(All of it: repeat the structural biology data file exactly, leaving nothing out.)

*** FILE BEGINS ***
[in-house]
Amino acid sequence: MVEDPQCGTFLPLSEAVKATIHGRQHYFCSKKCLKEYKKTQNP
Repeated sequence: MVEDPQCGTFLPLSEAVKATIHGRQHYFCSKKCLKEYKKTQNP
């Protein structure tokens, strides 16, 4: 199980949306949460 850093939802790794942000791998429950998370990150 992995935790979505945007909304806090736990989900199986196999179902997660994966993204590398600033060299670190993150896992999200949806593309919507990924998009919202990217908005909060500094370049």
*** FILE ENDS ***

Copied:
[in-house]
Amino acid sequence: MVEDPQCGTFLPLSEAVKATIHGRQHYFCSKKCLKEYKKTQNP
Repeated sequence: MVEDPQCGTFLPLSEAVKATIHGRQHYFCSKKCLKEYKKTQNP
């Protein structure tokens, strides 16, 4: 199980949306949460 850093939802790794942000791998429950998370990150 992995935790979505945007909304806090736990989900199986196999179902997660994966993204590398600033060299670190993150896992999200949806593309919507990924998009919202990217908005909060500094370049």